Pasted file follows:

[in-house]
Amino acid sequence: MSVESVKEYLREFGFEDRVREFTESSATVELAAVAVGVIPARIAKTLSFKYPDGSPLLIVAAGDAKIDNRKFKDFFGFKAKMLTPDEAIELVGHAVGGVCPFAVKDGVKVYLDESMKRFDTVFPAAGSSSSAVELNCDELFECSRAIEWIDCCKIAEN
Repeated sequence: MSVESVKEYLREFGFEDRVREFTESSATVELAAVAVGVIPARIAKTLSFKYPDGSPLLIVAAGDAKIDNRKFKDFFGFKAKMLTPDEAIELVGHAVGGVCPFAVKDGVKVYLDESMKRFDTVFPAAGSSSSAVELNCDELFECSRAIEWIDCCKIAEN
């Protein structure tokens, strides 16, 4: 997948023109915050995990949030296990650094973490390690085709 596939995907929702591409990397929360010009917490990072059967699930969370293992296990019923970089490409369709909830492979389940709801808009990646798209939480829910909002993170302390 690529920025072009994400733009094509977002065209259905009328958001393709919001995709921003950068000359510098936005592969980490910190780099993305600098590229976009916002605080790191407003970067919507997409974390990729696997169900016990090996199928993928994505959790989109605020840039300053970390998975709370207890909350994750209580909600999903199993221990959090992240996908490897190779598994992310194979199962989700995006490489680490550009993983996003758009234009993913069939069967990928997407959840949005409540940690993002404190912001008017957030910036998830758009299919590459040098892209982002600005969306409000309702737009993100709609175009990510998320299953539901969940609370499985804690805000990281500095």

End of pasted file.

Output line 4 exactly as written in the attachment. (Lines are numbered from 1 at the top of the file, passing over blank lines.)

């Protein structure tokens, strides 16, 4: 997948023109915050995990949030296990650094973490390690085709 596939995907929702591409990397929360010009917490990072059967699930969370293992296990019923970089490409369709909830492979389940709801808009990646798209939480829910909002993170302390 690529920025072009994400733009094509977002065209259905009328958001393709919001995709921003950068000359510098936005592969980490910190780099993305600098590229976009916002605080790191407003970067919507997409974390990729696997169900016990090996199928993928994505959790989109605020840039300053970390998975709370207890909350994750209580909600999903199993221990959090992240996908490897190779598994992310194979199962989700995006490489680490550009993983996003758009234009993913069939069967990928997407959840949005409540940690993002404190912001008017957030910036998830758009299919590459040098892209982002600005969306409000309702737009993100709609175009990510998320299953539901969940609370499985804690805000990281500095």